The master musicians of Jajouka have existed in the southern Rif Mountains of Morocco for over 4000 years; their music celebrated largely by the populations around their village. The only Europeans and Americans outsiders to discover them were possibly the writers Paul Bowles and William Burroughs until—in 1971—Brian Jones of the Rolling Stones discovered them and made a record with them, called The Pan Pipes of Jajouka. The next significant recording was Ornette Coleman’s Dancing in your Head (1973), followed by The Master Musicians of Jajouka (1974) and these were followed by the next noteworthy recording, Apocalypse Across the Sky by Bill Laswell with the Master Musicians. Many other recordings have been released, all celebrating the Musicians, but The Road to Jajouka is significant because it also has an altruistic motive: to raise money to continue to keep that secret culture alive and to provide healthcare for aging musicians—all of which hopes to stop the radical decline of this wondrous musical culture. All profits from album sales will benefit The Jajouka Foundation, a non-profit organization established in 2013 to foster awareness and preservation of this ancient ceremonial music.
On this record as in those mentioned earlier, there is a dramatic collision of cultures. This should also come as no surprise as the Master Musicians of Jajouka have, by now, come to understand the process of musical osmosis with a sense that suggests considerable degree of fine tuning. What is surprising is how well the European and American musician adapt to this complex enharmonic musical system. The dramatic meeting of minds remains Ornette Coleman and Bachir Attar and music where Bachir Attar is present in some shape or form. His majestic narration on “Hand of Fatima” is one of the tracks that stand out as does his chart with Mr. Coleman “Jnuin” as well as “Ghaita Blues,” with drummer Billy Martin, bassist Dave Dreiwitz and guitarist, Al Maddy. Two other outstanding charts here refer to the meeting of minds between the East Indian singer Falu and the Master musicians. This certainly has the hand of Bill Laswell in no small measure. It was Mr. Laswell who practically “discovered” the Indian singer and facilitated her wings to fly. What Falu brings to the trance music is Indian spirituality that is equally, if not older than the tradition of Jajouka. And then there is her floating lyricism that unwinds like a fabled snake, uncoiling and captivating everyone who hears it, as she chants Sanskrit Shkolas. It seems the Ghaita, that Jajouka oboe, also produces a frequency of sound similar to the shenai of Northern India, seeming to further facilitate a comfort zone for Falu’s celestial voice.
While the saxophonists emulate ancient sounds, it is the bass and drums that facilitate the trance consciousness, in this instance. The incessant rumble of drums—African or American—and the drone of the bass seem to egg the ghaita and the other woodwinds and flutes of the Master Musicians on to the dizzying heights of their repertoire. In this respect it is the incredible work of Billy Martin, Aïyb Dieng that is hauntingly beautiful. The guitarist Lee Ranaldo is another one of those musicians who seems to have found the right sonic platform from which he launches himself as he runs riot alongside the drummers of Jajouka. His visceral sound seems made for the music and Mr. Ranaldo, finding inspiration in the accelerating drums lets his music soar above the Rif Mountains like an eagle. The chart, “Into the Rif” is also spectacular not the least because of the outstanding primordial wailing of the Sirius String Quartet. Finally, there is a mighty score for “Al’Aita,” which suggests that this music might also have its day in the auditoriums of Europe someday. For now there is this awesome recording, to dive deeply into and certainly cherish.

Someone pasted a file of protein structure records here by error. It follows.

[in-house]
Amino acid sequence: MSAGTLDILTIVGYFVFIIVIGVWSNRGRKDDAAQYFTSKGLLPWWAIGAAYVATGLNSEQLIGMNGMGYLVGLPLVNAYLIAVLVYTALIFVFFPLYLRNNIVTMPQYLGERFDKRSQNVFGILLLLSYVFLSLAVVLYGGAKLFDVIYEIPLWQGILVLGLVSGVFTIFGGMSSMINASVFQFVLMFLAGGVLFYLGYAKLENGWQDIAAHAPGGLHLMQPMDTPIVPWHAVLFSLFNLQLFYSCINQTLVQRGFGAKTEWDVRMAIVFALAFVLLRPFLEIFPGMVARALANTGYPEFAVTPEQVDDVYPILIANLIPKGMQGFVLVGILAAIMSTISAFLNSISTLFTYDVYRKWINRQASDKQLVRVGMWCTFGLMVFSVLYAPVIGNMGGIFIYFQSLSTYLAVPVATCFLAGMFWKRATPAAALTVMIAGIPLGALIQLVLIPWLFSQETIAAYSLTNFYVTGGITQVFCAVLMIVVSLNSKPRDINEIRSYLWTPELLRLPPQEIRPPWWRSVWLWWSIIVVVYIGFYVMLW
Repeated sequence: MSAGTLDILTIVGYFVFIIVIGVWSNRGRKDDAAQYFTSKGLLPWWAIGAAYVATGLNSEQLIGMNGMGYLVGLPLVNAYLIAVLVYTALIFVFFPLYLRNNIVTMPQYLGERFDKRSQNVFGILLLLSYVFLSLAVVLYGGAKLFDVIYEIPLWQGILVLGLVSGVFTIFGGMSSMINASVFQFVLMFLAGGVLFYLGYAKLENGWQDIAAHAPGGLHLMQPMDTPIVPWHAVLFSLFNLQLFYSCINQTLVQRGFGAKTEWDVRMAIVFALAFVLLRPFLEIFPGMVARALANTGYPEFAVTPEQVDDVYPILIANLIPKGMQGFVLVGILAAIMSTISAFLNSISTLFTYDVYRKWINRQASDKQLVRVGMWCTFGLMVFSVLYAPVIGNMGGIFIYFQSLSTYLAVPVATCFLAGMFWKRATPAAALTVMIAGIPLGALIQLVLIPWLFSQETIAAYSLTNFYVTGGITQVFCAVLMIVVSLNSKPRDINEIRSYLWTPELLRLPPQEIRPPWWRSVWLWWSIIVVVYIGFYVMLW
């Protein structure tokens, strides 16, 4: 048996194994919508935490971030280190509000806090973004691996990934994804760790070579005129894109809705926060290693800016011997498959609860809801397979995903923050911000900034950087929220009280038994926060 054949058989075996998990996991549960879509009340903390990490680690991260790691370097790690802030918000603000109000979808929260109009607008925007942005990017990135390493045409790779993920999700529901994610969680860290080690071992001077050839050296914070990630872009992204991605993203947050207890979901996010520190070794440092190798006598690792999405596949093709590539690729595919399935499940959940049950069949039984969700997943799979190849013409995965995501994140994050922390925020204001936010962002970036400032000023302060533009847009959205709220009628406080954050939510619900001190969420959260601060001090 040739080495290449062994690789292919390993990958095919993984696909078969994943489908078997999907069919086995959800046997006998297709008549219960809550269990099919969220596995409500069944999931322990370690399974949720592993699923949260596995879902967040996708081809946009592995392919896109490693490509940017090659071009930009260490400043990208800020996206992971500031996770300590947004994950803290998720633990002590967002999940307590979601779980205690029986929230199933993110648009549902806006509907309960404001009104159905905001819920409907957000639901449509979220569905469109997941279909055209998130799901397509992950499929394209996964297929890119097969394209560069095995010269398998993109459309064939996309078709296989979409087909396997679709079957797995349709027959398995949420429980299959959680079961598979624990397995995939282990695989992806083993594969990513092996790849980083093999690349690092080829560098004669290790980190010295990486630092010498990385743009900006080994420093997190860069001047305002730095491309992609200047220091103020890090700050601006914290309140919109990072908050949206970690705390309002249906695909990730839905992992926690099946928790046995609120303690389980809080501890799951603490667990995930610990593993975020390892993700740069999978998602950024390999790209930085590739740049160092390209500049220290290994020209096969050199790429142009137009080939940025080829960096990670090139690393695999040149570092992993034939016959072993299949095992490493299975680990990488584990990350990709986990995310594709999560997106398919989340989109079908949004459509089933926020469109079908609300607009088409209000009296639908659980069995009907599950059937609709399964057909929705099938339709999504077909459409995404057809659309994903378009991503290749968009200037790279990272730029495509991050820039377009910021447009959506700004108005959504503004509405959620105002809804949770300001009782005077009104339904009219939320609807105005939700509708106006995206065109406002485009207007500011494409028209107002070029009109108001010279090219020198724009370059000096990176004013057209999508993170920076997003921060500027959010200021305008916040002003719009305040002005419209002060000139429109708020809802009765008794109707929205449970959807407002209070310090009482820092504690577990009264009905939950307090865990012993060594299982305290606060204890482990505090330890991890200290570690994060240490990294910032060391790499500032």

Track List: Hand of Fatima; Baraka; Djebala Hills; Boujeloudia Magick; Into the Rif; Ghaita Blues; Jnuin; Sufi Hadra; Al’Aita.
Personnel: Bachir Attar: Ghaita (6, 7), spoken word (1); John Medeski: Hammond organ(1); Billy Martin: drums (1, 3, 5, 6, 8), tambourine (1), caxixi (6), ashtray (8), joist hangar (8); Chris Wood: bass (1); Marc Ribot: banjo (1), guitars (1, 5), Aïyb Dieng: daf (1), talking drum (3, 8); DJ Logic: turntables, electronics (2); Mickey Hart: drums, electronics (2); John Zorn: alto saxophone (2); Flea: bass (part 2) (2); Danny Blume: acoustic bass (part 1) (1); Falu: vocal (3, 8); Lee Ranaldo: electric guitar(3); Sirius Quartet: Gregor Heubner: violin (5); Fung Chern Hwei: violin (5); Ron Lawrence: viola (5); Jeremy Harman: cello (5), Shahzad Ismaily: bass (5); Dave Dreiwitz bass (6); Al Maddy: guitar (6); Ornette Coleman: alto saxophone (7); Bill Laswell: bass (8); Howard Shore & London Philharmonic Orchestra, (9); The Master Musicians of Jajouka (1 – 9).
Label: Howe Records | Release date: September 2013
The Master Musicians of Jajouka
Jajouka is an ancient village perched above a long valley in the blue Djebala foothills of the Rif Mountains in northern Morocco. The village is home to the Master Musicians of Jajouka as well as the sanctuary of Saint Sidi Ahmed Sheikh, who came from the East around 800 AD to spread Islam to North Morocco. As founding members of the village of Jajouka, the Attar family maintains one of the oldest and most unique surviving musical traditions known on the planet. The music and secrets of Jajouka have been passed down through generations from father to son, by some accounts for as long as 1,300 years. Read more…
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